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The construction of the cathedral began in 1137 - initiated by Earl Rognvald. The Islands were Norse at that time.
It has been added to over the centuries, and is an interesting combination of red and yellow sandstone.
Really the jewel of the town, and at its heart - go see.
Updated Jul 24, 2010
Address: Broad St, Kirkwall
Phone: 01856 874894
The Bishop's Palace was built in the 12th century when Orkney was still a Norse earldom, as a residence for the bishop of St Magnus Cathedral.
The Earl's Palace was built around 1600, by which time Orkney was part of Scotland.
Both are now ruins.
Worth a visit, none the less, as they are key historical relics.
Both are Historic Scotland sites, and much more info is on its website.
Updated Jul 20, 2010
Website: www.historic-scotland.gov.uk/propertyresults/propertyoverview.htm?PropID=PL_032&PropName=Bishop's and Earl's Palaces, Kirkwall
The dominant monument in Kirkwall is the cathedral, commenced in 1137 by the Norse earl of Orkney. The dedication is Norse and a Norwegian flag still hangs in the nave of a church which is nearer to Oslo than it is to London. Unusually for a Scottish cathedral, it has remained intact over the centuries and even has a roof! The monumental Romanesque nave is the characteristic feature although this style is not quite so obvious from the outside of the building, parts of which are built in later Gothic style. The whole thing is a remarkable survival in a remarkable location.
Written Mar 21, 2010
Kirkwall feels quite industrial (quite rightly given its location near to oil) so in terms of tourism it's not exactly a picturesque principal town. You will probably end up here at some point if coming by ferry and there are a few things to see. The main attraction is St Magnus cathederal, with also the Earl's court and Earl's palace to explore. A few shops and couple of good eating places make it a good place to visit and stop for a night or two. I don't reccomend staying here any longer as there's not much to do and eating options are very limited. Head fro Stromness or maybe look at hiring a cottage somewhere else.
Once you've seen Kirkwall (which should take a day or less) head off to other parts of the mainland and if you can, other islands.
Updated Sep 16, 2007
Just took a chance and dived in here one night...
Ordered a burger on the strength of the menu's promise that it would be 100% Orkney beef. Well I can't tell you where the cow came from (unlikely to be imported from the mainland since the island is full of beef cattle) but it was definitely a real burger - not some processed c**p.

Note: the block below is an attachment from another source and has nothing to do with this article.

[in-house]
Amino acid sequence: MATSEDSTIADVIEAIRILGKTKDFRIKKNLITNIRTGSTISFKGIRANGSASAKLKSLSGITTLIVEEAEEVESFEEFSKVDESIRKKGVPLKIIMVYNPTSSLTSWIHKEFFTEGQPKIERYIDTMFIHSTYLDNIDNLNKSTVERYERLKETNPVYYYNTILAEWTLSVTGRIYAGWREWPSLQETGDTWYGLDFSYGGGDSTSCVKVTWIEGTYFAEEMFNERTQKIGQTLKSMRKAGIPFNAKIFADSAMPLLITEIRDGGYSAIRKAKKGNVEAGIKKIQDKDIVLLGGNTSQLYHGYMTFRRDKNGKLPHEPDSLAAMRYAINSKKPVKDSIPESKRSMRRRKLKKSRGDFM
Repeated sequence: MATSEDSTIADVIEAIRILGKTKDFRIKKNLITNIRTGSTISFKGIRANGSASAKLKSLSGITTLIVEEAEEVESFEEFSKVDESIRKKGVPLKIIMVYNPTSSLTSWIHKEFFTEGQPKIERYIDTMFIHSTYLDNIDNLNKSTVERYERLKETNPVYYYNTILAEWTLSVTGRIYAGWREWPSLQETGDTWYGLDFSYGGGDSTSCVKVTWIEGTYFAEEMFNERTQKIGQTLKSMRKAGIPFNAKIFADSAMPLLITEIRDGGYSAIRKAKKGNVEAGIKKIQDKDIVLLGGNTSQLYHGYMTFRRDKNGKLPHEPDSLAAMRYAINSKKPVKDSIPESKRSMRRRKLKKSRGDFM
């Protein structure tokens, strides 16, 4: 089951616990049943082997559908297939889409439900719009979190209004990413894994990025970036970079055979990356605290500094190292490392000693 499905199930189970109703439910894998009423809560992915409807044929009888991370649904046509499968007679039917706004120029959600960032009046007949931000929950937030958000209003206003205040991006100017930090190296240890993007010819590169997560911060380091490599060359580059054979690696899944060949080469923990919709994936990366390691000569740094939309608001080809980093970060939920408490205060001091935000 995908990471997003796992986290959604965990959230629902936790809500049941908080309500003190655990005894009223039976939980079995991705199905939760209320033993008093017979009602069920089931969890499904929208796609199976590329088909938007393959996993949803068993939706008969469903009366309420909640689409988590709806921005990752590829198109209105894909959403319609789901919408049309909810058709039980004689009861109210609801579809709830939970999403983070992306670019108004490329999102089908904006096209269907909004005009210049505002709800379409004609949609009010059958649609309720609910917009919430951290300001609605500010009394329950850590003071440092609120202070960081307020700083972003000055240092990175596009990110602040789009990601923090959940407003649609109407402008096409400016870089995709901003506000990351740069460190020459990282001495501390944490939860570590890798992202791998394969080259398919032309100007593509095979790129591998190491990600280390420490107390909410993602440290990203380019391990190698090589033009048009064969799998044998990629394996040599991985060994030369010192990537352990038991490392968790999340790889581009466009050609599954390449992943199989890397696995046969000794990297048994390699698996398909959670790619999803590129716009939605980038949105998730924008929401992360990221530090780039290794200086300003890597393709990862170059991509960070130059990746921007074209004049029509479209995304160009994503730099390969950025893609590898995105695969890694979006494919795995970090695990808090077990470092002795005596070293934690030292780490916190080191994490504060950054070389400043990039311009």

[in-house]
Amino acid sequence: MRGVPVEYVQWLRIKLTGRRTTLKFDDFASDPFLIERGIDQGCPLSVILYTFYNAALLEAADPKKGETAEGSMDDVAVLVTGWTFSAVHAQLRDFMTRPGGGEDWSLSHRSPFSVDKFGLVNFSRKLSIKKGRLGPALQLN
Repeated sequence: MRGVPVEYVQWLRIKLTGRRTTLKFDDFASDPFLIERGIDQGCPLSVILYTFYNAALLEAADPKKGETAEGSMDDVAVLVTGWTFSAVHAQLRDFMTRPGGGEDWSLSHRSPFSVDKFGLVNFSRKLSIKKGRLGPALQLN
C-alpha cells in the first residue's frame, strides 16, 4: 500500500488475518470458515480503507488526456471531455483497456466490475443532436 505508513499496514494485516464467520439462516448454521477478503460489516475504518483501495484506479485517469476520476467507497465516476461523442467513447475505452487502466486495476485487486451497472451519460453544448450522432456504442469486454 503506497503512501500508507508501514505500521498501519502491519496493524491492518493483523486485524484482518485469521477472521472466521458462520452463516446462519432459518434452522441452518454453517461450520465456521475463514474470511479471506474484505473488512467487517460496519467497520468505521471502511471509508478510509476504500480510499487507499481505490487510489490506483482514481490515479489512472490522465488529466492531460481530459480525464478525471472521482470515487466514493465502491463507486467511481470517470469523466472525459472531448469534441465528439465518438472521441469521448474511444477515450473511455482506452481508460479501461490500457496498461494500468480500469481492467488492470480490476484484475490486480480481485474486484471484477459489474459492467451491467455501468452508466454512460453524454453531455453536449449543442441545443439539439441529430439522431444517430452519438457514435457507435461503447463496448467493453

Cost £11 with a glass of OK red.
I was lucky to get a table - best to book.
Favorite Dish: Burger - no surprise there...
Updated Jul 22, 2010
Address: 17 Albert Street, Kirkwall KW15 1HP
Phone: 01856 879 293
A real eye opener...
It is stylish and cool. The staff don't grovel, but serve well. Mind you the (otherwise) lovely girl 2 tables away did have tattooed arms.
The food was really good.
I'd expected somewhere low key and low grade, but just fancied curry...
I had chicken achari, steamed rice and a chapati, then jamun. With a dash of Cobra.
Enjoyed watching a French family at the table opposite trying to figure out the menu...
£29 for 1.
Favorite Dish: The chicken - really lovely sauce.
Updated Jul 20, 2010
Address: 7 Bridge Street, Kirkwall
Phone: 01856 875 242
One of the dissapointing things about Kirkwall, maybe even Orkney, is the lack of decent eating options. They are a few cafes but when you think about all that the wonderful beef & seafood they produce you wonder why there aren't more places that serve it. If you want to have a proper meal in Kirkwall you really need to look at hotels (same applies for bars, in some ways). We drank at the Kirkwall Hotel and decided to have a meal there on the last night. Booking is highly advisable.
We finally had some of the excellent seafood and roast beef!
Favorite Dish: Roast beef from local cows
Written Sep 20, 2007
Address: Kirkwall Hotel
Phone: 01856 872232